The appropriate sanction . “A sanction imposed under [Rule 11] must be limited to what suffices to deter repetition of the conduct or comparable conduct by others similarly [52] [53] situated.” Despite filing restrictions by the United States Supreme Court, the United States [54] Court of Appeals for the Ninth Circuit, the United States Court of Appeals for the Tenth Circuit, the Supreme Court of Utah, the United States District Court for the District of Utah, [55] [56] [57] Fed. R. Civ. P. 11 (b). [51] [52] Fed. R. Civ. P. 11 (c)(4). [53] See Lundahl v. Eli Lilly & Co. , 544 U.S. 997" date_filed="2005-04-25" court="SCOTUS" case_name="Lundahl v. Eli Lilly & Co.">544 U.S. 997 (2005) (“As petitioner has repeatedly abused this Court’s process, the Clerk is directed not to accept any further petitions in noncriminal matters from petitioner unless the docketing fee . . . is paid . . . .”). [54] See Johnson v. Stock , No. 03-4219, 2005 WL 1349963 (10th Cir. June 8, 2005) at * 2 (“The Ninth Circuit has also imposed pre-filing restrictions on Ms. Lundahl, In re Lundahl , No. 97-80258 (9th Cir. Jul. 17, 1997) (order imposing pre-filling review). . . .”). [55] See Johnson v. Stock , No. 03-4219, 2005 WL 1349963 (10th Cir. June 8, 2005), at *3-4 (“Because plaintiffs, and in particular plaintiff Holli Lundahl, have abused the appellate process, . . . .[Plaintiffs] will be ENJOINED from proceeding as petitioners in an original proceeding or as appellants in this court unless they are represented by a licensed attorney admitted to practice in this court or unless they first obtain permission to proceed pro se. To obtain permission to proceed pro se, plaintiffs must . . . . list . . . all lawsuits currently pending or filed previously with this court, . . . all outstanding injunctions or orders limiting plaintiffs’ access to federal court, including orders and injunctions requiring plaintiffs to seek leave to file matters pro se or requiring them to be represented by an attorney, including the name, number, and citation, if applicable, of all such orders or and the United States District Court for the District of Idaho, Lundahl has persisted in filing [58] harassing and frivolous lawsuits, abusing the judicial system. My research confirmed Judge Tallman’s assessment—that Lundahl targets the same defendants and any party previously associated with her lawsuits, in each of her subsequent actions, moving from one forum to the next to pursue the same claims. For this reason, I do not recommend an incremental approach to deter Lundahl from filing frivolous and harassing litigation in the future in this forum. Instead, I injunctions; and . . . [f]ile . . . . a notarized affidavit, in proper legal form, which recites the issues they seek to present, including a short discussion of the legal basis asserted therefor, and describing with particularity the order being challenged[, certifying] that the legal arguments being raised are not frivolous or made in bad faith, that they are warranted by existing law or a good faith argument for the extension, modification, or reversal of existing law . . . .”). [56] See Lundahl v. Quinn , 67 P.3d 1000" date_filed="2003-04-01" court="Utah" case_name="Lundahl v. Quinn">67 P.3d 1000, 1005 (Utah 2003) (“We wish also wish to address Holli’s history of consuming judicial resources without demonstrating adequate legal justification. . . . Holli should not be allowed to harass the judiciary of this state at public expense. . . .In any future filing . . . by Holli Lundahl, the Clerk shall allow only a conditional waiver of the filing fee. In the event Holli’s pleadings violate rule 33 of the Rules of Appellate Procedure, the conditional waiver of the fee will be revoked and Holli Lundahl will be barred from submitting any future filing of a petition for discretionary review until the filing fee is paid.”). [57] See Los Angeles Homeowners Aid v. Lundahl , No. 2:06-MC-00619, 2006 WL 2459371 (Aug. 23, 2006 D. Utah), at * 5 (“Because of Ms. Lundah’s conduct before the Court . . . , the Court ORDERS the following filing restrictions to be imposed upon future pleadings . . .: (1) new complaints filed by Ms. Lundahl will be collected by the clerk of the court and forwarded to a Magistrate Judge for review, (2) the Magistrate Judge will review the complaint to determine whether it is meritorious, duplicative or frivolous, (3) if the Magistrate Judge determines that the complaint is without merit, duplicative or frivolous, it will be forwarded to the Chief Judge for further review, and (4) only with the Chief Judge's consent will the complaint be filed.”). [58] See Lundahl v. Nar Inc ., 434 F. Supp. 2d 855" date_filed="2006-05-24" court="D. Idaho" case_name="Lundahl v. Nar Inc.">434 F. Supp. 2d 855, 861 (D. Idaho 2006) (“NOW THEREFORE IT IS HEREBY ORDERED that Plaintiff Holli Lundahl is enjoined from filing any further action, pleading, or letters in this Court in any civil matter without first obtaining leave of the Chief United States District Judge. . . . Should Lundahl fail to comply with the conditions of this pre-filing Order, she will be subject to further sanctions, including but not limited to, a requirement that she post adequate surety to indemnify attorneys fees and costs of the opposing parties in the case, as well as punishment for contempt of court, both civil and criminal.”). recommend a pre-filing injunction.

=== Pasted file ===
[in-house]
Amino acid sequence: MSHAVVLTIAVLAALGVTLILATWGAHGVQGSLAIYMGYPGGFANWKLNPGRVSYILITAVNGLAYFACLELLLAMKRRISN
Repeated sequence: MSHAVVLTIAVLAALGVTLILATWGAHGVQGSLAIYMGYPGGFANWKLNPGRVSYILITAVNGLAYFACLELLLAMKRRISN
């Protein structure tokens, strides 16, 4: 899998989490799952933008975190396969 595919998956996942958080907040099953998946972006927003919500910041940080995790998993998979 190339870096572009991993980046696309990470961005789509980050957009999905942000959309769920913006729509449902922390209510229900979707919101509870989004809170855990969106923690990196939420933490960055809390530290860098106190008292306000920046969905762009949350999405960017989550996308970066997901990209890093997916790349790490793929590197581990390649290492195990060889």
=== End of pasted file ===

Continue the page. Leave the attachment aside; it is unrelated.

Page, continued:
Whether a pre-filing injunction is appropriate . “A district court has jurisdiction to impose a pre-filing injunction to deter vexatious, abusive, and harassing litigation. A pre-filing injunction “must be tailored to protect the courts and innocent parties, while preserving the legitimate rights of litigants.” [59]